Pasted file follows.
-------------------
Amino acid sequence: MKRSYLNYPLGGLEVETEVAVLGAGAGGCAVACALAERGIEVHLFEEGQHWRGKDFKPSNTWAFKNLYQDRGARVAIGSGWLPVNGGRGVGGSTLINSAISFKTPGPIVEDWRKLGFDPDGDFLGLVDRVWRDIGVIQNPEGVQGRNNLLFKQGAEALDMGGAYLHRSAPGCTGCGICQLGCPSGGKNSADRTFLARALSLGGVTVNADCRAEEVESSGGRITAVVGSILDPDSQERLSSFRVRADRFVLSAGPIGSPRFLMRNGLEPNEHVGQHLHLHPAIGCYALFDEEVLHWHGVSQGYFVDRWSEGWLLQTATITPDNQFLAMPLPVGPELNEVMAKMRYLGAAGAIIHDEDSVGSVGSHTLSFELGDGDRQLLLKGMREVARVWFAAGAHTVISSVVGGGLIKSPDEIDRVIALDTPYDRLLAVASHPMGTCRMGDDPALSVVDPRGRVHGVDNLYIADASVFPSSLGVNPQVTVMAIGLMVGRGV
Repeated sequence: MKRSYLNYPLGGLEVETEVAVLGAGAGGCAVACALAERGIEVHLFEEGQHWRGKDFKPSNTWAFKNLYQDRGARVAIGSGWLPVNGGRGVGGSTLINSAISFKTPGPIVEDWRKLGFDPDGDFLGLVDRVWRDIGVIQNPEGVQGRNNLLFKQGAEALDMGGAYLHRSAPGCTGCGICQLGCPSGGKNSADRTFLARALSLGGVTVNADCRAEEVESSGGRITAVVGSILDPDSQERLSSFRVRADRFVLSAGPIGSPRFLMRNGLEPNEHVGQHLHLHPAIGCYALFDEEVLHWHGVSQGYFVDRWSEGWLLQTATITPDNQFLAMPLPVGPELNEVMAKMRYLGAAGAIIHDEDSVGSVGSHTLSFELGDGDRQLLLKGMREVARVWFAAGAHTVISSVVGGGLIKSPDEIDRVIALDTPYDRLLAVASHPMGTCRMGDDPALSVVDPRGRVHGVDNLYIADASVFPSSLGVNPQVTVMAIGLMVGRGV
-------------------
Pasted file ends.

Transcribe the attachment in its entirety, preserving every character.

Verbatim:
Amino acid sequence: MKRSYLNYPLGGLEVETEVAVLGAGAGGCAVACALAERGIEVHLFEEGQHWRGKDFKPSNTWAFKNLYQDRGARVAIGSGWLPVNGGRGVGGSTLINSAISFKTPGPIVEDWRKLGFDPDGDFLGLVDRVWRDIGVIQNPEGVQGRNNLLFKQGAEALDMGGAYLHRSAPGCTGCGICQLGCPSGGKNSADRTFLARALSLGGVTVNADCRAEEVESSGGRITAVVGSILDPDSQERLSSFRVRADRFVLSAGPIGSPRFLMRNGLEPNEHVGQHLHLHPAIGCYALFDEEVLHWHGVSQGYFVDRWSEGWLLQTATITPDNQFLAMPLPVGPELNEVMAKMRYLGAAGAIIHDEDSVGSVGSHTLSFELGDGDRQLLLKGMREVARVWFAAGAHTVISSVVGGGLIKSPDEIDRVIALDTPYDRLLAVASHPMGTCRMGDDPALSVVDPRGRVHGVDNLYIADASVFPSSLGVNPQVTVMAIGLMVGRGV
Repeated sequence: MKRSYLNYPLGGLEVETEVAVLGAGAGGCAVACALAERGIEVHLFEEGQHWRGKDFKPSNTWAFKNLYQDRGARVAIGSGWLPVNGGRGVGGSTLINSAISFKTPGPIVEDWRKLGFDPDGDFLGLVDRVWRDIGVIQNPEGVQGRNNLLFKQGAEALDMGGAYLHRSAPGCTGCGICQLGCPSGGKNSADRTFLARALSLGGVTVNADCRAEEVESSGGRITAVVGSILDPDSQERLSSFRVRADRFVLSAGPIGSPRFLMRNGLEPNEHVGQHLHLHPAIGCYALFDEEVLHWHGVSQGYFVDRWSEGWLLQTATITPDNQFLAMPLPVGPELNEVMAKMRYLGAAGAIIHDEDSVGSVGSHTLSFELGDGDRQLLLKGMREVARVWFAAGAHTVISSVVGGGLIKSPDEIDRVIALDTPYDRLLAVASHPMGTCRMGDDPALSVVDPRGRVHGVDNLYIADASVFPSSLGVNPQVTVMAIGLMVGRGV